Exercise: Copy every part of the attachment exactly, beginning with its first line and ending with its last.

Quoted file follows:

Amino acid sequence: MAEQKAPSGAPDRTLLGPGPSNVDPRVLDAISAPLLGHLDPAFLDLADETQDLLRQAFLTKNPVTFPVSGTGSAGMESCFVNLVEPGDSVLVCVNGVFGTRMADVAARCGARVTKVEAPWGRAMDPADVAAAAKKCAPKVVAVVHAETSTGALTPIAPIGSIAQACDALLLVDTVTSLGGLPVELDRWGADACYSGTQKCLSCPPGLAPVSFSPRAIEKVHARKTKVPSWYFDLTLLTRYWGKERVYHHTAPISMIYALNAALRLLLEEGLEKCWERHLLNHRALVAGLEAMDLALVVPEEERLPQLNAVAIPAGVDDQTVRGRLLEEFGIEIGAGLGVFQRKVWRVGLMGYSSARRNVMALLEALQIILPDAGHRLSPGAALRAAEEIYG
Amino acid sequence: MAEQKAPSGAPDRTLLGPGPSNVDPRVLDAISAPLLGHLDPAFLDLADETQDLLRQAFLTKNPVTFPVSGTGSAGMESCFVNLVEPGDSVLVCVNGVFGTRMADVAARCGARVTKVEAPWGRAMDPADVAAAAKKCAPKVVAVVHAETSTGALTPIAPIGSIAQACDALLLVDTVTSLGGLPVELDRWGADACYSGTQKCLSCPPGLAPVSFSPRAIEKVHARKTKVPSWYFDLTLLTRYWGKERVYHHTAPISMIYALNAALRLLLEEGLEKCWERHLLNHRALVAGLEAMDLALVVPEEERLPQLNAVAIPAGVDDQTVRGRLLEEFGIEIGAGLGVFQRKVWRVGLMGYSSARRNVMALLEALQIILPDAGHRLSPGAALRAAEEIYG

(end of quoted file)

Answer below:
Amino acid sequence: MAEQKAPSGAPDRTLLGPGPSNVDPRVLDAISAPLLGHLDPAFLDLADETQDLLRQAFLTKNPVTFPVSGTGSAGMESCFVNLVEPGDSVLVCVNGVFGTRMADVAARCGARVTKVEAPWGRAMDPADVAAAAKKCAPKVVAVVHAETSTGALTPIAPIGSIAQACDALLLVDTVTSLGGLPVELDRWGADACYSGTQKCLSCPPGLAPVSFSPRAIEKVHARKTKVPSWYFDLTLLTRYWGKERVYHHTAPISMIYALNAALRLLLEEGLEKCWERHLLNHRALVAGLEAMDLALVVPEEERLPQLNAVAIPAGVDDQTVRGRLLEEFGIEIGAGLGVFQRKVWRVGLMGYSSARRNVMALLEALQIILPDAGHRLSPGAALRAAEEIYG
Amino acid sequence: MAEQKAPSGAPDRTLLGPGPSNVDPRVLDAISAPLLGHLDPAFLDLADETQDLLRQAFLTKNPVTFPVSGTGSAGMESCFVNLVEPGDSVLVCVNGVFGTRMADVAARCGARVTKVEAPWGRAMDPADVAAAAKKCAPKVVAVVHAETSTGALTPIAPIGSIAQACDALLLVDTVTSLGGLPVELDRWGADACYSGTQKCLSCPPGLAPVSFSPRAIEKVHARKTKVPSWYFDLTLLTRYWGKERVYHHTAPISMIYALNAALRLLLEEGLEKCWERHLLNHRALVAGLEAMDLALVVPEEERLPQLNAVAIPAGVDDQTVRGRLLEEFGIEIGAGLGVFQRKVWRVGLMGYSSARRNVMALLEALQIILPDAGHRLSPGAALRAAEEIYG